Of course organizations of marriage and family therapists (MFTs) are uniquely qualified and well-positioned to address this issue. The positions we stake can be particularly important to policymakers.

The American Association for Marriage and Family Therapy (AAMFT) went through a thoughtful, open process of debating the issue a few years ago. The result of that process is the following policy statement (emphasis mine):

AAMFT believes that all couples who willingly commit themselves to each other, and their children, have a right to expect equal support and benefits in civil society. Thus, we affirm the right of all committed couples and their families to legally equal benefits, protection, and responsibility.

That policy statement was developed through careful deliberation, member comments (about 800 pages’ worth), and importantly, a very extensive report (on their web site, but restricted to members) on the state of the research around same-sex couples and their children.

The California Association of Marriage and Family Therapists (CAMFT) has taken a very different approach to the question: Avoidance. Even after a great deal of member protest, at its most recent board meeting CAMFT only went so far as to put out a generic anti-discrimination statement that sidestepped any and all meaningful questions: Is refusal to allow same-sex marriage discrimination? Should same-sex parents be allowed to adopt and raise children? How does the term “marriage” relate to the work of MFTs, particularly our work with same-sex couples? They don’t say.

Officially, CAMFT’s refusal to step in has been on the grounds that it is not the best use of their resources. Get caught up in this social cause, the argument goes, and you wind up caught in many more, and they distract from the mission of the organization.

This is hogwash, of course. Professional associations in mental health usually have specific policies for addressing social issues, and processes for determining which social issues to get involved with. They understand that these issues need to be addressed, because social issues inherently impact the health and well-being of individuals, families, and communities. The dilemma for CAMFT — and I’m guessing here, trying to give the benefit of the doubt — must revolve around whether to risk alienating a significant portion of their membership. MFTs come in many stripes, from those who adamantly support same-sex marriage and see it as a human rights issue, to those who just as adamantly believe marriage is a religious institution and therefore needs to be restricted. Take a stand on either side of the debate, and in an instant, you’ve shown a major portion of your membership that you do not share their value.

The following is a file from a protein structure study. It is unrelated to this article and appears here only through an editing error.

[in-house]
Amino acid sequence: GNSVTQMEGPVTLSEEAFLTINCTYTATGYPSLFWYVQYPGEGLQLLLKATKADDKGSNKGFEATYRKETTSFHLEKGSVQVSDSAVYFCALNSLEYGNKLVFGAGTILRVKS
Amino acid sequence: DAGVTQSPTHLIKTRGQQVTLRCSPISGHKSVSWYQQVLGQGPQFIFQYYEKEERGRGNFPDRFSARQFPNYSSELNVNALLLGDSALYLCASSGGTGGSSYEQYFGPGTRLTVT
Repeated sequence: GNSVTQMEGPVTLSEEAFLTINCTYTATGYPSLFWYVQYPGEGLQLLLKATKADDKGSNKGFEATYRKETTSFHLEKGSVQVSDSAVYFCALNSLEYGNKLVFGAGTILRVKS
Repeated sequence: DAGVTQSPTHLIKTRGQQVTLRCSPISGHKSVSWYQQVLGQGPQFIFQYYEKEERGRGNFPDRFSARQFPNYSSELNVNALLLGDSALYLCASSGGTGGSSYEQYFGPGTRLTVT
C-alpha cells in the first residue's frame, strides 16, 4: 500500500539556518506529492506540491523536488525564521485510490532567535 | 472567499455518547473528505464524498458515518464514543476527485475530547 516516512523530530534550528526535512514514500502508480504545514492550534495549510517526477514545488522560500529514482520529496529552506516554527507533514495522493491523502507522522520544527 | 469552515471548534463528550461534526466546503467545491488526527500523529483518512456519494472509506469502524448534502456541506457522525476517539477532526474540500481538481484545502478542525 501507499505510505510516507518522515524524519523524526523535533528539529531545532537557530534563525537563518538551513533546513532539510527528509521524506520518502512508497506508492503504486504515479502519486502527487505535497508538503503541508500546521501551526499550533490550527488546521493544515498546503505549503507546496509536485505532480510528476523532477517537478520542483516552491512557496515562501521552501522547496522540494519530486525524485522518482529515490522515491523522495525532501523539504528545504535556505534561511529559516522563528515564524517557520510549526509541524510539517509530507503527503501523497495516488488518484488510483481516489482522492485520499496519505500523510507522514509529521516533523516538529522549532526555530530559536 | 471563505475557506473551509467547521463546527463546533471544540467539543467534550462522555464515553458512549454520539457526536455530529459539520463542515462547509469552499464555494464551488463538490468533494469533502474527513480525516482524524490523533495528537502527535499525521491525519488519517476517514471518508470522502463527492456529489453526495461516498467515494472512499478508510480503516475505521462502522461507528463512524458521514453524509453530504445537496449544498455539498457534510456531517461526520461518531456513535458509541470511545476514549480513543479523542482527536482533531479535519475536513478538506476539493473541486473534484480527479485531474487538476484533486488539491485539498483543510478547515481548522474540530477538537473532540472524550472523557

As a worker in an evidence-based field, I would hope that my colleagues would be willing to be guided by the best available research at the time. The policy statements of other organizations make it clear that they are trying to do just that, even over the objections of a portion of their membership. To be sure, each organization likely lost a few members when they took the stands they did. Silence, however, does not seem like the ideal answer.

CAMFT members are now pushing back, organizing petitions and trying to encourage change from within the organization — or, failing that, suggesting that therapists quit CAMFT entirely (here are just a few resignation letters to CAMFT). Since CAMFT board members were this year selected by a committee (the most recent member “election” was a perfunctory exercise, with only one candidate put on the ballot for each open position), such actions may be the only way members feel they can have a voice in the organization, short of actually serving on the board.

It is interesting that California, which was the first state to license MFTs, now houses the group of psychotherapists last to recognize the harm done by staying silent about what “marriage” means.

A quick aside: I haven’t mentioned the American Counseling Association (ACA) here because I can’t quite tell where they stand. I found an obtuse reference to a 1997 resolution the organization debated, but I can’t find the resolution or indications of whether they adopted it or not. They do have an active division on lesbian, gay, bisexual and transgender issues in counseling, which by itself is a step above CAMFT on the issue.